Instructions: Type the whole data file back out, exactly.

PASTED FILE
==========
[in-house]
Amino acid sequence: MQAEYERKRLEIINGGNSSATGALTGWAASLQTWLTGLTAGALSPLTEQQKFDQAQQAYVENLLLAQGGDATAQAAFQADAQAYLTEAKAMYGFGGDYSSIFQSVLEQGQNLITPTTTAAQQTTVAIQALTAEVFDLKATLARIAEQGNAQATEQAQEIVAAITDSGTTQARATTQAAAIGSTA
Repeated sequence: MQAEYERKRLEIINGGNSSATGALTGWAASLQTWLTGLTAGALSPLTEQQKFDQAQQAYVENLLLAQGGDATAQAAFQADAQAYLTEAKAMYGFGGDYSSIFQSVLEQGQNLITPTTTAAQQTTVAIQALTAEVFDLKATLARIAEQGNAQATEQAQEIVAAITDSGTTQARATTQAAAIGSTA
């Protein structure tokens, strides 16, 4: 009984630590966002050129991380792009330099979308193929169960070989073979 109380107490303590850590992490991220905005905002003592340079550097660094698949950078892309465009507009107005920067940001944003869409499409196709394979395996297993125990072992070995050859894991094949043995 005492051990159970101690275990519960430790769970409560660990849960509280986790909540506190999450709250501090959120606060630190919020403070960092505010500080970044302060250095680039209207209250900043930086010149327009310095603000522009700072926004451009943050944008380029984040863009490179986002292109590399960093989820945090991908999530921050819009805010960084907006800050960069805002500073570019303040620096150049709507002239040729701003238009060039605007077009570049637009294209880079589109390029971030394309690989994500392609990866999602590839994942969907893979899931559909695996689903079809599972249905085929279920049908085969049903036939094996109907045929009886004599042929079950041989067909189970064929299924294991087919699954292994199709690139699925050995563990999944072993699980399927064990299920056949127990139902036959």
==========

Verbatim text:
[in-house]
Amino acid sequence: MQAEYERKRLEIINGGNSSATGALTGWAASLQTWLTGLTAGALSPLTEQQKFDQAQQAYVENLLLAQGGDATAQAAFQADAQAYLTEAKAMYGFGGDYSSIFQSVLEQGQNLITPTTTAAQQTTVAIQALTAEVFDLKATLARIAEQGNAQATEQAQEIVAAITDSGTTQARATTQAAAIGSTA
Repeated sequence: MQAEYERKRLEIINGGNSSATGALTGWAASLQTWLTGLTAGALSPLTEQQKFDQAQQAYVENLLLAQGGDATAQAAFQADAQAYLTEAKAMYGFGGDYSSIFQSVLEQGQNLITPTTTAAQQTTVAIQALTAEVFDLKATLARIAEQGNAQATEQAQEIVAAITDSGTTQARATTQAAAIGSTA
């Protein structure tokens, strides 16, 4: 009984630590966002050129991380792009330099979308193929169960070989073979 109380107490303590850590992490991220905005905002003592340079550097660094698949950078892309465009507009107005920067940001944003869409499409196709394979395996297993125990072992070995050859894991094949043995 005492051990159970101690275990519960430790769970409560660990849960509280986790909540506190999450709250501090959120606060630190919020403070960092505010500080970044302060250095680039209207209250900043930086010149327009310095603000522009700072926004451009943050944008380029984040863009490179986002292109590399960093989820945090991908999530921050819009805010960084907006800050960069805002500073570019303040620096150049709507002239040729701003238009060039605007077009570049637009294209880079589109390029971030394309690989994500392609990866999602590839994942969907893979899931559909695996689903079809599972249905085929279920049908085969049903036939094996109907045929009886004599042929079950041989067909189970064929299924294991087919699954292994199709690139699925050995563990999944072993699980399927064990299920056949127990139902036959």